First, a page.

For the fear that sometimes grips me in the dead of night, Moschini offers up a simple exercise: “Take a big breath and make the sound, ‘voooooo’! It sounds funny, but as well as the long out-breath and reverberation, it puts the lips in a smile shape, sending messages of ‘safety’ up the vagus nerve from body to brain, which stimulates the parasympathetic nervous system, allowing us to down-regulate and feel calmer and more connected.” Humming and singing, I’ve since discovered, has the same effect. My dad was a hummer, which I now think made him the happy man he was for 94 years, even though it drove my mother mad as it echoed throughout the house.

Moschini admires our adaptability as human beings and our ability to change according to whatever circumstances we find ourselves in, which has ensured our survival over hundreds of thousands of years. “These past two years have been incredibly challenging and we have all adapted as best we can,” she says. “Many of us have used the opportunity to reassess what really matters to us – our relationships, community. Before Covid I was commuting to Knightsbridge to see clients in person and wearing myself out. Now I work online with people all over the world from the heart of my community, occasionally managing to get to the sea for a swim or surf pre- or post-work.”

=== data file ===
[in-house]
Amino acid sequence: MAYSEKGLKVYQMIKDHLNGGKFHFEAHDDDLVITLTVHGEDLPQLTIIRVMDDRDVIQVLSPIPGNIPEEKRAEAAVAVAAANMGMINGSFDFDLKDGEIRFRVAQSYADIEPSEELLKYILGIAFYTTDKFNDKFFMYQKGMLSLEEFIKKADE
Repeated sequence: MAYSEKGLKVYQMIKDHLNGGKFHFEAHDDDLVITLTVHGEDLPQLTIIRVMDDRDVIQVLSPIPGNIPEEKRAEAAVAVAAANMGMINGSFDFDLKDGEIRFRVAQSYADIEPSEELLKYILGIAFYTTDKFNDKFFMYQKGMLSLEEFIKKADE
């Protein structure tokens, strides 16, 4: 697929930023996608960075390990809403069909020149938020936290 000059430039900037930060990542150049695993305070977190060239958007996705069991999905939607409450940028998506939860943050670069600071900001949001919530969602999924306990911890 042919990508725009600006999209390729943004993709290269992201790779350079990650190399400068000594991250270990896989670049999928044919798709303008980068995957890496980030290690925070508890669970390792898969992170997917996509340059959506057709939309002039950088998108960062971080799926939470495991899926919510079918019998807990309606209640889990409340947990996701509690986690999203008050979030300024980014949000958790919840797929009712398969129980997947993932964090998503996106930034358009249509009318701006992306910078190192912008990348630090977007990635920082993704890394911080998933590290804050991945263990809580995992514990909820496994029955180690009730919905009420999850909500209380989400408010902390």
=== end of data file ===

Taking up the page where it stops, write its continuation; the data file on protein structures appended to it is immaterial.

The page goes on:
She spent much of 2020 with long Covid, “which was a big wake-up call to slow down and practise what I preach about self-care and ‘putting on your own oxygen mask first’.” Before that, Moschini says she had become used to operating in what she calls a “mild fight/flight threat response mode”, and remembers trying to do everything at once when her first child, Sukey, was born while she was living in a 13th-century ruin with no heating or hot water: “She would be strapped to me all day for our mutual warmth [while I was] digging the garden, getting wood for the fire, looking after the animals, cooking and studying. I was always busy – I remember wobbling at the top of the roof, retiling it, when I was six months pregnant. Ten years later, holding my sleeping newborn goddaughter in our kitchen while others cooked and cleared around me, I remember thinking that this moment was one of my great achievements – managing to sit still and let others do it for me. Years later, my inability to slow down caught up with me with long Covid and, in the words of physician and author Gabor Maté, my ‘body said no’ because I had been unable to say ‘no’ for myself.”